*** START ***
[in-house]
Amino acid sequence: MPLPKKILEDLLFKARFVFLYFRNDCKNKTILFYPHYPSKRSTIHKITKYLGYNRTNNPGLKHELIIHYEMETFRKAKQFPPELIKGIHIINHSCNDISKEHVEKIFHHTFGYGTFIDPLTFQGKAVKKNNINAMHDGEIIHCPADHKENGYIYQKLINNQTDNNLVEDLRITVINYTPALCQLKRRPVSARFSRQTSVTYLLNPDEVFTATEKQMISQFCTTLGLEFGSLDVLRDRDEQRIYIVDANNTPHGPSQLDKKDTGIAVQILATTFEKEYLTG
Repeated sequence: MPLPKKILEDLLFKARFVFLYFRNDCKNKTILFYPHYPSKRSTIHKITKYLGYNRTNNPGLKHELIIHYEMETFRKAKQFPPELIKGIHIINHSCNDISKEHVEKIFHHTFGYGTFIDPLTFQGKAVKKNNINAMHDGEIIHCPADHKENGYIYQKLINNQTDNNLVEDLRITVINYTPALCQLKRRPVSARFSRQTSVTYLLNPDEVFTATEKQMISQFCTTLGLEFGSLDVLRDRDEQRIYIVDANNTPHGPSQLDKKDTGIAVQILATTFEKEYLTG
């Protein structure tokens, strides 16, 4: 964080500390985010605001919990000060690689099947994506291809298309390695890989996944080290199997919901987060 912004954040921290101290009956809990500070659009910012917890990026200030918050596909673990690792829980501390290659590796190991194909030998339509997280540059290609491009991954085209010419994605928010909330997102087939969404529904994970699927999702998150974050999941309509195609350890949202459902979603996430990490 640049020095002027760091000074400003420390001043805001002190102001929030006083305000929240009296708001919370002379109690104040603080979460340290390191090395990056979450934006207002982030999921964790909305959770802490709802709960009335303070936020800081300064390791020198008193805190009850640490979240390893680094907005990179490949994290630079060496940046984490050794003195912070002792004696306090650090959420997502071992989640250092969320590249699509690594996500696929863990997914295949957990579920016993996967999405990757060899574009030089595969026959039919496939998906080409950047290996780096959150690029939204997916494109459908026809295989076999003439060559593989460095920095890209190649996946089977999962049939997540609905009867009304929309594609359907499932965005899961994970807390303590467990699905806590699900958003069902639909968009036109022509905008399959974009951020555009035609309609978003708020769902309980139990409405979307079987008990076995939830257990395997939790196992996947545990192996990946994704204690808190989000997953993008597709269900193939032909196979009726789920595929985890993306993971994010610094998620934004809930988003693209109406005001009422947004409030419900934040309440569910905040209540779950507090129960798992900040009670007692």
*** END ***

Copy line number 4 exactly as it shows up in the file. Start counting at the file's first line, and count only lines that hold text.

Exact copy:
């Protein structure tokens, strides 16, 4: 964080500390985010605001919990000060690689099947994506291809298309390695890989996944080290199997919901987060 912004954040921290101290009956809990500070659009910012917890990026200030918050596909673990690792829980501390290659590796190991194909030998339509997280540059290609491009991954085209010419994605928010909330997102087939969404529904994970699927999702998150974050999941309509195609350890949202459902979603996430990490 640049020095002027760091000074400003420390001043805001002190102001929030006083305000929240009296708001919370002379109690104040603080979460340290390191090395990056979450934006207002982030999921964790909305959770802490709802709960009335303070936020800081300064390791020198008193805190009850640490979240390893680094907005990179490949994290630079060496940046984490050794003195912070002792004696306090650090959420997502071992989640250092969320590249699509690594996500696929863990997914295949957990579920016993996967999405990757060899574009030089595969026959039919496939998906080409950047290996780096959150690029939204997916494109459908026809295989076999003439060559593989460095920095890209190649996946089977999962049939997540609905009867009304929309594609359907499932965005899961994970807390303590467990699905806590699900958003069902639909968009036109022509905008399959974009951020555009035609309609978003708020769902309980139990409405979307079987008990076995939830257990395997939790196992996947545990192996990946994704204690808190989000997953993008597709269900193939032909196979009726789920595929985890993306993971994010610094998620934004809930988003693209109406005001009422947004409030419900934040309440569910905040209540779950507090129960798992900040009670007692």